Unless you have only mosses, most plants are nitrate hogs. Like someone else mentioned, they eat it up like candy.

I can't see it being anything aside from bad reading or ferts (unless your substrate it leeching nitrates), Try cutting back for a week or two and see what happens.
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post #10 of 18 (permalink) Old 09-09-2011, 01:51 AM Thread Starter
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Originally Posted by DarkCobra View Post
I don't see a plant list, only that it's heavily planted.

It could be possible your substrate is sourcing nitrogen. Just to be sure, what substrate do you have? Any root tabs, plant spikes, or Osmocote added?

My substrate is Fluval shrimp stratum:

http://www.amazon.com/Hagen-12685-Fl.../dp/B004J4IQXG

Plants in this 8 gallon:

I have one Anubias Barteri Var. Nana which I now hear may be toxic if I trim the leaves in the water. I have probably 30 percent of the tank covered in Creeping Charlie (Micromeria Brownei). Also have 2 large Wisteria bunches, a Java moss ball, tons of duckweed, 3 bannana plants (Nymphoides aquatica) and Micro Sword (lilaeopsis brasiliensis) covering the front foreground of my tank.
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post #11 of 18 (permalink) Old 09-09-2011, 01:55 AM
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Plants sound good, at least a couple of nitrate hungry ones in the bunch. I don't know anything about that particular substrate.
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post #12 of 18 (permalink) Old 09-09-2011, 05:47 AM
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Originally Posted by astrosag View Post
What is the acceptable upper limit in nitrate levels for shrimp/fish - around 20ppm no?

Unless you have only mosses, most plants are nitrate hogs. Like someone else mentioned, they eat it up like candy.

I can't see it being anything aside from bad reading or ferts (unless your substrate it leeching nitrates), Try cutting back for a week or two and see what happens.
I dose 45 ppm every week and have for perhaps 100 species of fish, breed them too. Cory's Sturisoma, several other lesser common rare plecos, and catfish, Discus, Angel fish, Apisto's etc.

We do not KNOW what the upper ranges are for NO3 from KNO3.
I've gone up to 160ppm for about 1 month. No issues.

Carmargo et al, 2005 did a decent review of nitrate toxicity, guppies and other warm water species had very high LD50's for NO3. Cold water fish are more sensitive to NO3, since few keep cold water tanks and plants, this cannot and should be used a metric eg, Trout fry are not the same thing.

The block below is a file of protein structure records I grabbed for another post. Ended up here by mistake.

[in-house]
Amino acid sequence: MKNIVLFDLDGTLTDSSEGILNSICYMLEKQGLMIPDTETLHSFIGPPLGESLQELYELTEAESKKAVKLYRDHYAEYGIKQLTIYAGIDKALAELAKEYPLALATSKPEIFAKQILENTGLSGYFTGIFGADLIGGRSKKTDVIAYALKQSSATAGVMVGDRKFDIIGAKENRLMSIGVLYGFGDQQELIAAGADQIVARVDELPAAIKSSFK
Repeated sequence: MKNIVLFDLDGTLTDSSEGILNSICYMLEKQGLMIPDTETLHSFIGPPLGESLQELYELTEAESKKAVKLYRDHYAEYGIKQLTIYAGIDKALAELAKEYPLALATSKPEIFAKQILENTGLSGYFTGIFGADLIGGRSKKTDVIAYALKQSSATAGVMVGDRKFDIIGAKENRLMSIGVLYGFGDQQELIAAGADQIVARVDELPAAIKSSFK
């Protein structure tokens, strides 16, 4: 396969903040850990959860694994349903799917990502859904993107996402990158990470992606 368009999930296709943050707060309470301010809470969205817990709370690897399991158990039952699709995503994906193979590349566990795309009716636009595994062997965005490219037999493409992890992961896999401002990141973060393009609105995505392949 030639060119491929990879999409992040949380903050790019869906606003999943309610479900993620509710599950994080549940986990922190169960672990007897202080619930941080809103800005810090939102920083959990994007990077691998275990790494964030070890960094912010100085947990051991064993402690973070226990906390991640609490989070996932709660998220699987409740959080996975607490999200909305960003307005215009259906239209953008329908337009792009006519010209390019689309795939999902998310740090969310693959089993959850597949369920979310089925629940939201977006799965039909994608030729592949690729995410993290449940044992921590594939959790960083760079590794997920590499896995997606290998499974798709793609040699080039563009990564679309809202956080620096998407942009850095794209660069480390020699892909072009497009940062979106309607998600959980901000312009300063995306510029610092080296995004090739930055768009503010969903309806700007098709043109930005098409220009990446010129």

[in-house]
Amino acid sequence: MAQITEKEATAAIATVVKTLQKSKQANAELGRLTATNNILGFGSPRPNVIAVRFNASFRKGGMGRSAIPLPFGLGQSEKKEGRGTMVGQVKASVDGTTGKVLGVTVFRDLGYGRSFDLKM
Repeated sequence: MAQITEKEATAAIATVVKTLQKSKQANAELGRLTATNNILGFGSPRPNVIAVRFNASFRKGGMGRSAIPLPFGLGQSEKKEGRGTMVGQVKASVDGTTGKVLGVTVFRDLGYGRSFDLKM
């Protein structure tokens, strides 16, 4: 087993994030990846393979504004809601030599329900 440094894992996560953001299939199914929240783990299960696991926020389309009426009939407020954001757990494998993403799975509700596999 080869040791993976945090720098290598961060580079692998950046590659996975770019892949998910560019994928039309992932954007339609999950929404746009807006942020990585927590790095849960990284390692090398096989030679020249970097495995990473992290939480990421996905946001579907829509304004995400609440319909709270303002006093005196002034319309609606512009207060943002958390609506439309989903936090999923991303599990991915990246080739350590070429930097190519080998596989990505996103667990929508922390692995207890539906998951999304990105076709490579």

Still, dosign errors can occur and many have over the last 20 or so years with KNo3...........no one has ever killed fish as far as any confirmed cases I've seen to date with KNO3.

CO2?

Almost every week someone gasses their fish, and that's just the honets folk who admit to it.

No one seems to give a rat's hind quarter there.

Still, a target of 10-30ppm for the plants is adequate for most all cases, I add about 45ppm, but some of this is removed as the week progresses, so it's likely around 20-30ppm range.

Not that targeting that ppm range is all that difficult.

Regards,
Tom Barr
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post #13 of 18 (permalink) Old 09-09-2011, 08:07 AM
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+1 to the above

I just had some guppy fry, and my liquid test kit is showing 80-100ppm of NO3, the fry have been going for 4 days, haven't lost a single one.

I've worried about NO3 as well, but I'm slowly coming to the conclusion that most fish are highly tolerant of these types of levels.
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post #14 of 18 (permalink) Old 09-09-2011, 08:11 AM
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Thanks for the reply Tom.
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post #15 of 18 (permalink) Old 09-09-2011, 08:45 AM
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I have been dosing KNO3 for nearly a year and a half in planted tank and Nitrate level's according to API test are 40 to 80 ppm. I simply put the test kit away.
Fish and plant's are thriving.
Big difference in my view between nitrate reading's from KNO3, and Nitrates from breakdown of organic waste (ammonia to nitrites to nitrates).